Underdiagnosis of Obstructive Lung Disease

Findings From the French CONSTANCES Cohort

Marie-Christine Delmas; Laetitia Bénézet; Céline Ribet; Yuriko Iwatsubo; Marie Zins; Rachel Nadif; Nicolas Roche; Bénédicte Leynaert


BMC Pulm Med. 2021;21(319) 

In This Article


This study highlights a high level of OLD underdiagnosis in France. Only 36% of adults with airflow limitation reported a previous diagnosis of OLD. High tobacco consumption, an absence of respiratory symptoms (wheezing, chronic cough or phlegm, dyspnoea), and preserved lung function were associated with a higher risk of being undiagnosed. However, nearly half (45%) of adults with moderate to severe airflow limitation (FEV1/FVC < LLN and FEV1 < 80% predicted) remained underdiagnosed with OLD despite experiencing respiratory symptoms.

The major strength of our study is the large sample of the French population, randomly drawn from the general population. We employed reweighting procedures using demographic, socioeconomic, clinical, and healthcare consumption data to correct for non-participation in the study. However, reweighting procedures did not fully correct for the selection bias of the study population. No participants in the CONSTANCES cohort had very severe airflow limitation, which tends to underestimate the prevalence of airflow limitation, and since such severe patients are likely to be diagnosed, to overestimate OLD underdiagnosis.

In our study, airflow limitation was defined based on pre-bronchodilator spirometry, which does not distinguish between asthma and COPD. To estimate the overall prevalence of undiagnosed OLD, pre-bronchodilator (ideally, both pre- and post-bronchodilator) spirometry is more relevant than only post-bronchodilator spirometry, which may miss asthmatic patients with fully reversible airflow limitation. However, lung function testing cannot estimate the rate of asthma underdiagnosis, since many patients, even untreated, can have normal spirometry. Further, pre-bronchodilator spirometry cannot be used to estimate the prevalence and underdiagnosis of COPD, since this diagnosis requires airflow limitation to persist after administering bronchodilators. Another limitation of our study is that diagnosed OLD was defined as a previous diagnosis of asthma, COPD, chronic bronchitis, emphysema, or bronchiectasis reported by participants with airflow limitation, without validating the diagnoses in their medical charts.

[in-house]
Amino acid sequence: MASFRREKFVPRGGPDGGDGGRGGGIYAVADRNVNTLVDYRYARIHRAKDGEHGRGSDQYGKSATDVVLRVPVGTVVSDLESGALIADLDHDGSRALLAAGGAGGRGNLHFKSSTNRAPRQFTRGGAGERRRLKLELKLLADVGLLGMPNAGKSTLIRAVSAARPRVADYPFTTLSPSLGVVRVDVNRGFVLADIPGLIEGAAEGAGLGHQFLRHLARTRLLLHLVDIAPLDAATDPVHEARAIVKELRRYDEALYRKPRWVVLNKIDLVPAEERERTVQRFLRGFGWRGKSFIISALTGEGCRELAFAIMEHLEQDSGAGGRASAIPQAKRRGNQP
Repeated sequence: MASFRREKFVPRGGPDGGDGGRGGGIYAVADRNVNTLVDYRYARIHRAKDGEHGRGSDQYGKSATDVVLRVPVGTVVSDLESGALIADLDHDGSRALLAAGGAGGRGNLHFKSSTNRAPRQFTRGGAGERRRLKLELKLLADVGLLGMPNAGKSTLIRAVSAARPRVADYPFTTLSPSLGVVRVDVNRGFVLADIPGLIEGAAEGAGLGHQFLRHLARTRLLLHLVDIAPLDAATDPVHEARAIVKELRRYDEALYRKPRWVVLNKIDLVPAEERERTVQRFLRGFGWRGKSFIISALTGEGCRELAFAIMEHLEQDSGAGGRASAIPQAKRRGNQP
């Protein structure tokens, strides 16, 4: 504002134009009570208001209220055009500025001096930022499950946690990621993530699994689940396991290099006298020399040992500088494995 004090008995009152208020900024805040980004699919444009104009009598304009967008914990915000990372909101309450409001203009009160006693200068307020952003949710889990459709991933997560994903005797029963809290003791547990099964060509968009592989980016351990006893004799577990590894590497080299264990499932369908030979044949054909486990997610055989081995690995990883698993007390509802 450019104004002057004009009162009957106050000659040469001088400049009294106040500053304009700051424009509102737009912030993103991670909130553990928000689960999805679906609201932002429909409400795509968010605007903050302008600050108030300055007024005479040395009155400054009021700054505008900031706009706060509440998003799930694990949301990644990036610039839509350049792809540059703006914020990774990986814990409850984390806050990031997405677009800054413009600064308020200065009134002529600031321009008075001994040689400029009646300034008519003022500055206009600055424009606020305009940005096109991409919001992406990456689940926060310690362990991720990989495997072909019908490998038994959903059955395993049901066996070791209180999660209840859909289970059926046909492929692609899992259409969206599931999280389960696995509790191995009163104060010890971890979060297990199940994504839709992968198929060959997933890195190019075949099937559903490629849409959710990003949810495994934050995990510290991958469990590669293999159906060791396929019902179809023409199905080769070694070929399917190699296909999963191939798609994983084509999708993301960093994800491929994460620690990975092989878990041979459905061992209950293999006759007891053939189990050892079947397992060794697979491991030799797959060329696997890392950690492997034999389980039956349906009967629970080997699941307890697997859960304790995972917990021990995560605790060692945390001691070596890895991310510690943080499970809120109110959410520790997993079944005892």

We estimated that 64% of French adults with OLD (as identified by pre-bronchodilator airflow limitation) were undiagnosed. Studies assessing OLD underdiagnosis based on pre-bronchodilator spirometry are relatively scarce. In the USA, the analysis of two nationally representative health examination surveys showed that more than 70% of adults aged 20–79 years with obstructive spirometry pattern (pre-bronchodilator FEV1/FVC < 0.70) were not diagnosed with asthma or COPD and that underdiagnosis did not change from the first study in 1988–1994 to the second in 2007–2012.[19] A large underdiagnosis of asthma has been evidenced in both children and adults, including the elderly, with underdiagnosis rates ranging from 20 to 70%.[2] The rate of COPD underdiagnosis appeared to be even higher. Using data from national or international surveys conducted in randomly selected adults aged ≥ 40 years, it was found that 50% to 98% of COPD cases (defined by a post-bronchodilator FEV1/FVC < LLN) were undiagnosed, with an average rate of 81%.[3] In France, a study conducted in the early 2000s estimated that 94% of non-asthmatics aged 40 years and over with airflow limitation (pre-bronchodilator FEV1/FVC < 0.70) had not been diagnosed with chronic respiratory disease.[5] In northern France in 2011–2013, 72% of middle-aged adults with pre-bronchodilator FEV1/FVC < LLN did not report a diagnosis of asthma or COPD.[6] Using the same definition for airflow limitation, we estimated a slightly lower rate (64% overall, and 62% among adults aged 40–69 years).